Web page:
Portraits from the Golden Age of
"Lady Day" Holiday, circa 1948. "I tried to
capture a subject's personality or inner qualities,"
wrote William Gottlieb, who took photos to accompany his articles.
"The haunting, anguished voice of Lady Day is one of
the glories of music. I was fortunate to hear her at her peak."
On exhibit through
March 5 in Alderman Library’s McGregor Room
before World War II, a 22-year-old jazz enthusiast named William
P. Gottlieb began photographing jazz musicians to illustrate columns
he wrote for the Washington Post. Considered the iconic images
of jazz greats such as Louis Armstrong and Duke Ellington, Gottlieb’s
photos were published widely in magazines, books, album covers,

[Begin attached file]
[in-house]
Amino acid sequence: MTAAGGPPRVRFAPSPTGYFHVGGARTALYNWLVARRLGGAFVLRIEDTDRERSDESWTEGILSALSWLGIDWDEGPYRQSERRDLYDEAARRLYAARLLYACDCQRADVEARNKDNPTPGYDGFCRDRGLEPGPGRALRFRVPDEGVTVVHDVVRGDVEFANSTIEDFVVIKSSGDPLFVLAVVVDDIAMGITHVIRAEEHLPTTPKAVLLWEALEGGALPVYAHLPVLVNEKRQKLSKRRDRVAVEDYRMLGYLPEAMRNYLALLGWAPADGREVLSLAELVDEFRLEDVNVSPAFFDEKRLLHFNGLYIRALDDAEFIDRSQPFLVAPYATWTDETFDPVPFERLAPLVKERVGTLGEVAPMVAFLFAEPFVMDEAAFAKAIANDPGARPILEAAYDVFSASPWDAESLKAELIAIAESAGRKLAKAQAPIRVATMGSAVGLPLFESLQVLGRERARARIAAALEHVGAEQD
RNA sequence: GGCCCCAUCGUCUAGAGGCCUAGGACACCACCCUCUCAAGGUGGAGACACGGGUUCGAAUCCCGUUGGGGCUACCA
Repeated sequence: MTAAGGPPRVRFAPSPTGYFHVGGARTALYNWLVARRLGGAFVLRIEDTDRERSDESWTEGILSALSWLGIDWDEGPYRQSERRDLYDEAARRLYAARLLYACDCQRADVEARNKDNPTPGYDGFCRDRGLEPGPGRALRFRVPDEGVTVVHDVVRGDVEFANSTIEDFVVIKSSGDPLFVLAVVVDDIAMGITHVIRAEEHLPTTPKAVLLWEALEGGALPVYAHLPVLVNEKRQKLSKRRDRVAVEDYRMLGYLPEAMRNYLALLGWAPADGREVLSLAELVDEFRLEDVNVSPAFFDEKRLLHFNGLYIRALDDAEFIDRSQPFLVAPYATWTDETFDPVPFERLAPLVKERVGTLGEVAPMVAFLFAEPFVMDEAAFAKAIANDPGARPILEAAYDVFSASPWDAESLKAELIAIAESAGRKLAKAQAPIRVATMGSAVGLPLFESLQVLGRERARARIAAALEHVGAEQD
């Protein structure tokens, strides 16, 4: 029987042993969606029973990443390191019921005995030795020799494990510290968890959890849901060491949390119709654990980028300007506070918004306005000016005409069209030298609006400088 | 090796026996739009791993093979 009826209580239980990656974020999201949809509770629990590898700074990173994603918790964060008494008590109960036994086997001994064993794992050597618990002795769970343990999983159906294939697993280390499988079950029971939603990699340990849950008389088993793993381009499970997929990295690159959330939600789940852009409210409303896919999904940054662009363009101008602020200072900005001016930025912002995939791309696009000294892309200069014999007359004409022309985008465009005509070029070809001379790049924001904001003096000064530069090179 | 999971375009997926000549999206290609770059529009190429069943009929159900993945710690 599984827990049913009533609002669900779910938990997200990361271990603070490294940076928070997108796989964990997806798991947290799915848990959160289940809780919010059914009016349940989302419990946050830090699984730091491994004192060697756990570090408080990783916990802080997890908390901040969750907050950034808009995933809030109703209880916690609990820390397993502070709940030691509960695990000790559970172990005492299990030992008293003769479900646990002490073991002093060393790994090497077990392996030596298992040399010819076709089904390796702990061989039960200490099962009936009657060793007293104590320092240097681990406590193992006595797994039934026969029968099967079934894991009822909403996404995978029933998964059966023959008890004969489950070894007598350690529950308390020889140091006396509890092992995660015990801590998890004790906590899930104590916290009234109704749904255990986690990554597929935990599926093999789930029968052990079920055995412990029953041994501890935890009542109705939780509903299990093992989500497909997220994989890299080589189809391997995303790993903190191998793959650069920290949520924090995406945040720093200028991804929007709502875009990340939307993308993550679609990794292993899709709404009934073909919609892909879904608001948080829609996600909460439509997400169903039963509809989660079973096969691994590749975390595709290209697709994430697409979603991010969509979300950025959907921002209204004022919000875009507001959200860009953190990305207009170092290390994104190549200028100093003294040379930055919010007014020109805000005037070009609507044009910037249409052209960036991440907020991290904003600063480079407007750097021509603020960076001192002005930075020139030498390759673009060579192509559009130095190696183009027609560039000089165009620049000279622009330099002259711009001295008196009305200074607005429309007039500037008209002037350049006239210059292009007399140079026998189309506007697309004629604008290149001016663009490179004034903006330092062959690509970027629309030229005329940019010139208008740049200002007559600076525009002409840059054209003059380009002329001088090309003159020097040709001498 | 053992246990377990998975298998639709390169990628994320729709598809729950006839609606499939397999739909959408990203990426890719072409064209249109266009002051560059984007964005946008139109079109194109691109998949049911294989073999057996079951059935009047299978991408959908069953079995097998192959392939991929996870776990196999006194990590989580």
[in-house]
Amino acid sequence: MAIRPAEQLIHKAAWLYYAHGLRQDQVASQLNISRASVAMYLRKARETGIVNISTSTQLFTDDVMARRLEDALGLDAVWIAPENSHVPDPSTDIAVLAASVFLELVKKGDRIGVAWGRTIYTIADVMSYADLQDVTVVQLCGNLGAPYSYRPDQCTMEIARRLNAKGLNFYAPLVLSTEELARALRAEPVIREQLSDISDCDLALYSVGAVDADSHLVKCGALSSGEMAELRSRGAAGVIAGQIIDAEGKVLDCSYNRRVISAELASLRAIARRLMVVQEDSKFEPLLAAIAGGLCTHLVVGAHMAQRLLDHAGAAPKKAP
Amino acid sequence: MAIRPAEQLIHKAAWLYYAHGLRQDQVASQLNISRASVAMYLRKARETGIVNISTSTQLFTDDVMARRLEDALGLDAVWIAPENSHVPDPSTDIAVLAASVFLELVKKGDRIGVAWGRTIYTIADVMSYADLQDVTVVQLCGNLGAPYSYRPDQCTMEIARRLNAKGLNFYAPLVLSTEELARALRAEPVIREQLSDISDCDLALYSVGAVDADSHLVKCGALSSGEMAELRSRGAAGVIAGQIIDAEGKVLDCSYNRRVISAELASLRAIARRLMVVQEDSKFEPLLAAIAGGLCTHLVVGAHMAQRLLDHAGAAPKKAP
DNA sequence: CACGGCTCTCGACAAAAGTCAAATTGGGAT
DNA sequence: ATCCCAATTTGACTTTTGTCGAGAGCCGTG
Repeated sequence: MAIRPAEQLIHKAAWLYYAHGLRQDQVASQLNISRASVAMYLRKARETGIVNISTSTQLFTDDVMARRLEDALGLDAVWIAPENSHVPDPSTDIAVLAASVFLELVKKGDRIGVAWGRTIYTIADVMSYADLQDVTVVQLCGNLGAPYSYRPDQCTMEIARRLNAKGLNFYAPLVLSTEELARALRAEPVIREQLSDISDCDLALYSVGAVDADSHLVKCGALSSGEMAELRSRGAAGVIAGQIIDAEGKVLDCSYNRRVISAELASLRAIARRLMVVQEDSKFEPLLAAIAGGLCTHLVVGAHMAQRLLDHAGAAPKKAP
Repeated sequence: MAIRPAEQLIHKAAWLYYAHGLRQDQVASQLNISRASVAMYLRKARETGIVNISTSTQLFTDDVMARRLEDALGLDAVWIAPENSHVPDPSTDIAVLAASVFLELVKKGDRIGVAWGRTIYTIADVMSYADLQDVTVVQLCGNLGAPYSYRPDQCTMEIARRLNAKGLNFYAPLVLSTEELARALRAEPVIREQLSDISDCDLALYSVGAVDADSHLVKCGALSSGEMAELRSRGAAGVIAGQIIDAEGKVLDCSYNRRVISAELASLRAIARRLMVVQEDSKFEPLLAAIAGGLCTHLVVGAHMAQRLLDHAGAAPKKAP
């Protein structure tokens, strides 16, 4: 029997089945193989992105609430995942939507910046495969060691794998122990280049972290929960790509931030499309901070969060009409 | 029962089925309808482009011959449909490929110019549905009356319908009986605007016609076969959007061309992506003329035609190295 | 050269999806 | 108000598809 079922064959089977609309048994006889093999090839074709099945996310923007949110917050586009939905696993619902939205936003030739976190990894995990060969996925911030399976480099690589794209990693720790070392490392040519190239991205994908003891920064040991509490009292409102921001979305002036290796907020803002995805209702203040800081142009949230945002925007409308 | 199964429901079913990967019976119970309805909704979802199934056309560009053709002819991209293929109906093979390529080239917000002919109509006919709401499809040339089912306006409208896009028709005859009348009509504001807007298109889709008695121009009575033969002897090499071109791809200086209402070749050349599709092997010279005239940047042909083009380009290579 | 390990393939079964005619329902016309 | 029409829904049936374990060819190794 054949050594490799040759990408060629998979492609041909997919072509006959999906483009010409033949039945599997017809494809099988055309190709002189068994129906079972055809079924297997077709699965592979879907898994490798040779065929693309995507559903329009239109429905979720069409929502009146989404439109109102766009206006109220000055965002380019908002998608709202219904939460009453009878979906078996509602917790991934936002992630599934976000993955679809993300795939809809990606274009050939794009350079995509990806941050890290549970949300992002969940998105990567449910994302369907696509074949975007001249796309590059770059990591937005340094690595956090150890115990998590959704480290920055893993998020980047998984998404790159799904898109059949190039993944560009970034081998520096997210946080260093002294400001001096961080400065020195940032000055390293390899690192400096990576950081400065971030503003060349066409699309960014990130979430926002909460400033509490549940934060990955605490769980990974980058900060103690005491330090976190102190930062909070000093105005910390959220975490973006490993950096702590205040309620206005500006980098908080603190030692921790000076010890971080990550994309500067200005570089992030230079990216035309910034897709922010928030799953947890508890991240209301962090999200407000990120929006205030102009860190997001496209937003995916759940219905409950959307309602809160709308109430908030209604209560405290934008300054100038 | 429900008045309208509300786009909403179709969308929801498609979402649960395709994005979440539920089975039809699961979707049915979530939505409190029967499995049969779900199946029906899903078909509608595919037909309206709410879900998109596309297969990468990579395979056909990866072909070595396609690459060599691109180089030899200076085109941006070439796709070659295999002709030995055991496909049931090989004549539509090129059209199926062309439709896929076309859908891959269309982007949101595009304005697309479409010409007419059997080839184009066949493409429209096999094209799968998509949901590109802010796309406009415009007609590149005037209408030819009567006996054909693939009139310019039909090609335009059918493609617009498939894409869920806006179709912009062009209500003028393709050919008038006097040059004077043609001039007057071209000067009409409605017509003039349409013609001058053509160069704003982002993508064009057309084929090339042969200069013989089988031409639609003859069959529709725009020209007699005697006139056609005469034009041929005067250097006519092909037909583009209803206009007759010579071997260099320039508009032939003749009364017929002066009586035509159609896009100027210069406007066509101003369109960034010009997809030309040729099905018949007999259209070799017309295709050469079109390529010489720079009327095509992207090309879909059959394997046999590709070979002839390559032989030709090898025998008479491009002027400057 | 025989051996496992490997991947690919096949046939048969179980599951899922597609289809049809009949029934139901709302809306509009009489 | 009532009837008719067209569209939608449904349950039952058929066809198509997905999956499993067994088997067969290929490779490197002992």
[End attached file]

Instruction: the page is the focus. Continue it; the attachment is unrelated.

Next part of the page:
posters, and even on U.S. postage stamps.
In addition to Gottlieb’s photographs, the U.Va. Library
is displaying related items from the Harlem Renaissance drawn
from Special Collections, including works by James Weldon Johnson
and Zora Neale Hurston and an original letter about Billie Holiday
written by Langston Hughes.
Goodman, circa 1947. Goodman and his orchestra are said to
have ushered in the Swing Era.
from the Golden Age of Jazz” is made possible by the Library
of Congress, which acquired Gottlieb’s photographs through
the Ira and Leonore Gershwin Fund.
online version of the exhibition is at www.lib.virginia.